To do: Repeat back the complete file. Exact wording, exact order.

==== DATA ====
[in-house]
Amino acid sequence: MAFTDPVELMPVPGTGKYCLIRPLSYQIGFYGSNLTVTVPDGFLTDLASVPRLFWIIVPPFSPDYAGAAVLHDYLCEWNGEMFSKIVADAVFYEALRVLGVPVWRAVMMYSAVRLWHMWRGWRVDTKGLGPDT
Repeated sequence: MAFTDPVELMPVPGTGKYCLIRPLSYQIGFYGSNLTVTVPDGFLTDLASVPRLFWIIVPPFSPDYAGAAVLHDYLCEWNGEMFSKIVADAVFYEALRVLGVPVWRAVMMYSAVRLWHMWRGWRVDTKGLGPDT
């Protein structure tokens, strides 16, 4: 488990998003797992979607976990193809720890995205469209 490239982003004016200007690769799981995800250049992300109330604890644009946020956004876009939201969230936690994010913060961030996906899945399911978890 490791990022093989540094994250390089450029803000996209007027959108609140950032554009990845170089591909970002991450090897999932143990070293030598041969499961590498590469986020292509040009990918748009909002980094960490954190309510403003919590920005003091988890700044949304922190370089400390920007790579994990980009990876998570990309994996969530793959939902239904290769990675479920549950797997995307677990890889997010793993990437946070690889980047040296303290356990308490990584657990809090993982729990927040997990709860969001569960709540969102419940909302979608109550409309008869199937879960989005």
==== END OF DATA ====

[in-house]
Amino acid sequence: MAFTDPVELMPVPGTGKYCLIRPLSYQIGFYGSNLTVTVPDGFLTDLASVPRLFWIIVPPFSPDYAGAAVLHDYLCEWNGEMFSKIVADAVFYEALRVLGVPVWRAVMMYSAVRLWHMWRGWRVDTKGLGPDT
Repeated sequence: MAFTDPVELMPVPGTGKYCLIRPLSYQIGFYGSNLTVTVPDGFLTDLASVPRLFWIIVPPFSPDYAGAAVLHDYLCEWNGEMFSKIVADAVFYEALRVLGVPVWRAVMMYSAVRLWHMWRGWRVDTKGLGPDT
């Protein structure tokens, strides 16, 4: 488990998003797992979607976990193809720890995205469209 490239982003004016200007690769799981995800250049992300109330604890644009946020956004876009939201969230936690994010913060961030996906899945399911978890 490791990022093989540094994250390089450029803000996209007027959108609140950032554009990845170089591909970002991450090897999932143990070293030598041969499961590498590469986020292509040009990918748009909002980094960490954190309510403003919590920005003091988890700044949304922190370089400390920007790579994990980009990876998570990309994996969530793959939902239904290769990675479920549950797997995307677990890889997010793993990437946070690889980047040296303290356990308490990584657990809090993982729990927040997990709860969001569960709540969102419940909302979608109550409309008869199937879960989005």